Old 05-24-2022, 02:56 PM   #6
Give me a museum and I'll fill it. (Picasso)
Give me a forum ...
pb4uski's Avatar
 
Join Date: Nov 2010
Location: Sarasota, FL & Vermont
Posts: 31,695
Quote:
Originally Posted by pugmom View Post
I hope this is not something that has already been done. I was wondering how people that consider themselves FIRE'd *did* it. And if it is not too over-simplified, I thought of only two categories:
1. Traditional professional careers: medicine, law, engineering, computer science, etc.
2. Everything else - mostly I am thinking of self-started businesses, e.g. owned tire store, print shop, etc.
We lived below our means, saved and invested reqularly, didn't do anything stupid.

I recall when we moved in 1986 the numbers all suggested that we could get a $xxx,xxx house... but a house that had good bones and was a cosmetic fixer-upper was available for 1/2 of that so we jumped on it. Our investment strategy was slow and steady wins the race and we just invested regularly into Vanguard STAR mutual fund in taxable and the equity fund choices that I had in my 401k. We didn't even think about using our tIRAs or 401k for a new car, new boat or splashy vacation. We usually bought 2-3 year old cars with low miles on them and kept them for a long time and serviced them regularly.

It helped a lot that I had a good six-figure income that enabled us to do that but I think we would have even if I hadn't in that DS is LBYM and saving well even though he doesn't make a lot... but it's all relative.

ETA: or what Midpack said.
__________________
If something cannot endure laughter.... it cannot endure.
Patience is the art of concealing your impatience.
Slow and steady wins the race.

Retired Jan 2012 at age 56
pb4uski is online now   Reply With Quote
Old 05-24-2022, 03:02 PM   #7
Give me a museum and I'll fill it. (Picasso)
Give me a forum ...
youbet's Avatar
 
Join Date: Mar 2005
Location: Chicago
Posts: 12,219
Quote:
Originally Posted by Midpack View Post
FIRE myths:
  • You have to have a high paying career, but that can certainly help.
  • You have to be an investing wizard, but that can certainly help.
  • You have to win the lottery, or inherit a large amount, but that can certainly help.
  • You have to live like a pauper, but that can certainly help.
  • You have to have a generous pension (beyond SS), but that can certainly help.
Italics mine.

My version. Any of these things, while certainly not an absolute necessity, can certainly help to reach a secure, early retirement. But generally, and if you want a solid middle class lifestyle and an early retirement which continues that lifestyle, it sure helps to get a leg up in some of these areas.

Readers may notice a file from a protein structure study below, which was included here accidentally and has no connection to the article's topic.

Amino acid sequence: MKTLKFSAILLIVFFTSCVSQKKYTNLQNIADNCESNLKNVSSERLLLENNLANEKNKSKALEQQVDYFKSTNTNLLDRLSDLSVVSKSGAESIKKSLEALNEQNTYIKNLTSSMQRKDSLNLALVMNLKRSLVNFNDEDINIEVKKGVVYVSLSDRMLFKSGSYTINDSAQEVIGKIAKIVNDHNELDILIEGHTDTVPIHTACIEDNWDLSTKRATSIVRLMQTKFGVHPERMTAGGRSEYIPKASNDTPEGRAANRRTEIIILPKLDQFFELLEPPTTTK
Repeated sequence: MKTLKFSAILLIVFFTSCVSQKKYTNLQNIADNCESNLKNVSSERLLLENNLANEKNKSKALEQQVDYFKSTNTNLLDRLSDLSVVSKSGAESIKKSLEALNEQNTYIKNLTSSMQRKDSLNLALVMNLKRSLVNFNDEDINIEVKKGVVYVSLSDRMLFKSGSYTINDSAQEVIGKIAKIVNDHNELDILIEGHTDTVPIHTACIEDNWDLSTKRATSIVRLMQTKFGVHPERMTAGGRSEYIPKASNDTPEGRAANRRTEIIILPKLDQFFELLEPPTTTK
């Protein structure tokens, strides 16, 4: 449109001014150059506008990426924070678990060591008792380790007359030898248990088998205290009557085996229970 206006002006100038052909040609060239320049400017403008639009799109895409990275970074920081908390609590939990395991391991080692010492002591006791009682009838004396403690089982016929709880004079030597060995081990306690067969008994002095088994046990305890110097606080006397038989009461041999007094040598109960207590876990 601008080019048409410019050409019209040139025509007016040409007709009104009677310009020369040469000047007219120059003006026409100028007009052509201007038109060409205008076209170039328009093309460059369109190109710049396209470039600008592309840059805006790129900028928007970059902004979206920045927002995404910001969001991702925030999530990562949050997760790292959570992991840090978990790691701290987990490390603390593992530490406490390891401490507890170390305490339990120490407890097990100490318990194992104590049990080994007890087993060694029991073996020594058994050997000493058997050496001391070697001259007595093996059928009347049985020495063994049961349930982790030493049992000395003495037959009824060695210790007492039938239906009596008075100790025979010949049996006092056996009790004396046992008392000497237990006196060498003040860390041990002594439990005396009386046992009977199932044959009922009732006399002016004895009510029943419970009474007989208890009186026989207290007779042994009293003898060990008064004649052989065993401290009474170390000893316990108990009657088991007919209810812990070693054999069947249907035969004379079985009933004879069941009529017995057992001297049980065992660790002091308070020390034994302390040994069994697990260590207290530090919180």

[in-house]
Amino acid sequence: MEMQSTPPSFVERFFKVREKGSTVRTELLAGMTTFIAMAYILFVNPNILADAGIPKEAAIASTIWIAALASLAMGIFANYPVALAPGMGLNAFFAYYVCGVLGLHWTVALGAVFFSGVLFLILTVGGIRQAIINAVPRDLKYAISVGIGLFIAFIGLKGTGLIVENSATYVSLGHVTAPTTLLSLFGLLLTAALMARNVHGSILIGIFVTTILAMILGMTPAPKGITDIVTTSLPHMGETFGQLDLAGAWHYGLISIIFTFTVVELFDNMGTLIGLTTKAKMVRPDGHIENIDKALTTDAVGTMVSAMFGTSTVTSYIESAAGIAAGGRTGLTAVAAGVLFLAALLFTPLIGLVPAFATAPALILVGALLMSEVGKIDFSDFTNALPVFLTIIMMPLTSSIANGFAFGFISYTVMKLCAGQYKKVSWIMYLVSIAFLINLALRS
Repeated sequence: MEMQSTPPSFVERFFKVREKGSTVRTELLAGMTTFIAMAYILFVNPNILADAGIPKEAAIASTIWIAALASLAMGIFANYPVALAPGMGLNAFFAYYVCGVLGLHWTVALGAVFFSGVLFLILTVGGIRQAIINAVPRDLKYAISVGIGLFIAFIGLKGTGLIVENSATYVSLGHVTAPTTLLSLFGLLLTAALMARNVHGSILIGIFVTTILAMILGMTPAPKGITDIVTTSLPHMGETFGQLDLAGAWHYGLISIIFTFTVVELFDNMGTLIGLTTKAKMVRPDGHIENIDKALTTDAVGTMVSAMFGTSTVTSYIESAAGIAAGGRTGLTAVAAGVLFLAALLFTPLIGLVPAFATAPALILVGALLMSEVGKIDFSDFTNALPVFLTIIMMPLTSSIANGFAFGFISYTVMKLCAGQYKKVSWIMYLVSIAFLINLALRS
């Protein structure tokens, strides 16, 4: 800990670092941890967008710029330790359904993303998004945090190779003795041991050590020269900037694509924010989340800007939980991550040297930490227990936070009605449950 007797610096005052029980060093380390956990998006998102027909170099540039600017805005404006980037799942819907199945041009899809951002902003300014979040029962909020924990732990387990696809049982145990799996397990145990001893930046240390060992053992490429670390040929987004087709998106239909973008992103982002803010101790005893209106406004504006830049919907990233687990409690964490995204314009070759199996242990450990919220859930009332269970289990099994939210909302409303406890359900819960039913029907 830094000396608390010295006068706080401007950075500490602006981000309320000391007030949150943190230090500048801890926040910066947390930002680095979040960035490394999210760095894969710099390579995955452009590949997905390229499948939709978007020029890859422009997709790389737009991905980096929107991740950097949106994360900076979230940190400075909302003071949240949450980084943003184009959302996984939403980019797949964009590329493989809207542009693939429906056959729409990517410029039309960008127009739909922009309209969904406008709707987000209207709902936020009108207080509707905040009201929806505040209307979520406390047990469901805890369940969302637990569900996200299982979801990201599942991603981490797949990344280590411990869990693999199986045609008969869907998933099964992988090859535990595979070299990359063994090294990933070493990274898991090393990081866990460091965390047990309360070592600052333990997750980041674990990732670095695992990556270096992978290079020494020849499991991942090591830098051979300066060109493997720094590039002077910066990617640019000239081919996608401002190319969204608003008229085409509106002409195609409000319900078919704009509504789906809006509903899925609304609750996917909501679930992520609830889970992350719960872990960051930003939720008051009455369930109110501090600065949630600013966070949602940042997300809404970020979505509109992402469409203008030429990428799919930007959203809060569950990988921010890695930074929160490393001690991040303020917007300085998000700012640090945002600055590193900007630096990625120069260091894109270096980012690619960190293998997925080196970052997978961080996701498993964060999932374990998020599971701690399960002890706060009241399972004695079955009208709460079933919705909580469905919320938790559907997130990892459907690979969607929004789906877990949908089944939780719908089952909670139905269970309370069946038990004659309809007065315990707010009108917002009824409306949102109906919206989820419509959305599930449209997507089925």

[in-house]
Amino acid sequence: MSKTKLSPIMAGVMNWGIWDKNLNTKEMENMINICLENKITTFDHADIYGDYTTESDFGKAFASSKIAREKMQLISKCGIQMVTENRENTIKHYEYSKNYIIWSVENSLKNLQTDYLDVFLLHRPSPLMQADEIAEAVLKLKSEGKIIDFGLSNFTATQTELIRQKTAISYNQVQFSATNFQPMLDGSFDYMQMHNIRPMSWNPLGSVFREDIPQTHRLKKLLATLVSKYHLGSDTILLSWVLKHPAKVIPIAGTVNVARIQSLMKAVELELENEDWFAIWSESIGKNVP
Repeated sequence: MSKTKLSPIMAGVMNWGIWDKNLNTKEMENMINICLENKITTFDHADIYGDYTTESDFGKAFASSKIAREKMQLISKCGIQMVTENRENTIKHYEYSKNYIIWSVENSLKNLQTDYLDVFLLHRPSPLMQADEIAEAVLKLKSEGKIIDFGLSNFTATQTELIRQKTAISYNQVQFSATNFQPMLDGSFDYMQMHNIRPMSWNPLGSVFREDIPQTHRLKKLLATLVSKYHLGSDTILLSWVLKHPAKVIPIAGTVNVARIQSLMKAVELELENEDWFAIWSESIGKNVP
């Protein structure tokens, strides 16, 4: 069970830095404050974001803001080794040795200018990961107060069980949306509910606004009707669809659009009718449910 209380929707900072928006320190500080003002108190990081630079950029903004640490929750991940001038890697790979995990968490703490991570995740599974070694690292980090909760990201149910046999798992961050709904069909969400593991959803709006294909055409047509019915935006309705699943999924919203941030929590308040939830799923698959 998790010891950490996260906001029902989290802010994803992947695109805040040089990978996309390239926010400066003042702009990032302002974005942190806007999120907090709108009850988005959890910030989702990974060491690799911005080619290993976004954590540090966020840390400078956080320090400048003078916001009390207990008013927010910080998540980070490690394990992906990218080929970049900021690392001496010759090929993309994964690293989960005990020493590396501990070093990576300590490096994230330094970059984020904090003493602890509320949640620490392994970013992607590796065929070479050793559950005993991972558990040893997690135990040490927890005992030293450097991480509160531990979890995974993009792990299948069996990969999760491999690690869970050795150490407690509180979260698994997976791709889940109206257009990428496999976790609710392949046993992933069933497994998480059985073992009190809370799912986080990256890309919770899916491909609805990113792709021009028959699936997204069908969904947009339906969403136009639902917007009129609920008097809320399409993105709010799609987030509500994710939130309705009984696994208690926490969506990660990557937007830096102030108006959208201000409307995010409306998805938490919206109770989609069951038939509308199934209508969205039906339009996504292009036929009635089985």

For example, I counseled my DS that finding a career path that paid reasonably well, learned more about investing than the average citizen and understood lbym'ing so there is something to invest would greatly enhance his ability to someday FIRE.

I understand your point though.......
__________________
"I wasn't born blue blood. I was born blue-collar." John Wort Hannam
youbet is offline   Reply With Quote
Old 05-24-2022, 03:05 PM   #8
Full time employment: Posting here.
SnowballCamper's Avatar
 
Join Date: Aug 2019
Posts: 524
At a young enough age, I stopped wasting money and got a good scholarship for college. Since I had lived on much less money before college, I knew how to live without spending the whole paycheck after college.

My initial investments were high commission products, but I continued to read and ask questions, and learned DIY index investing early enough.

I was willing to move around a lot for work, and put in a lot of long hours in a sometimes high risk job. The work could be terribly bad, but it came with a cola pension IF you stayed on for 20 years.

I married a financially compatible woman.

I completely agree with the others...the most important thing is to live below your means.
__________________
--At what age does spending less now in order to have more later stop making sense?
SnowballCamper is offline   Reply With Quote
Old 05-24-2022, 03:07 PM   #9
Give me a museum and I'll fill it. (Picasso)
Give me a forum ...
RobbieB's Avatar
 
Join Date: Mar 2016
Location: Central CA
Posts: 8,100
I would say save and invest.

If you are saving & investing say at least 10% and not living on debt (except mortgage) you should have no problems.
__________________
Retired at 59 in 2014. Should have done it sooner but I worried too much.
RobbieB is online now   Reply With Quote
Old 05-24-2022, 03:08 PM   #10
Give me a museum and I'll fill it. (Picasso)
Give me a forum ...
Midpack's Avatar
 
Join Date: Jan 2008
Location: NC
Posts: 18,231
Quote:
Originally Posted by youbet View Post
My version. Any of these things, while certainly not an absolute necessity, can certainly help to reach a secure, early retirement.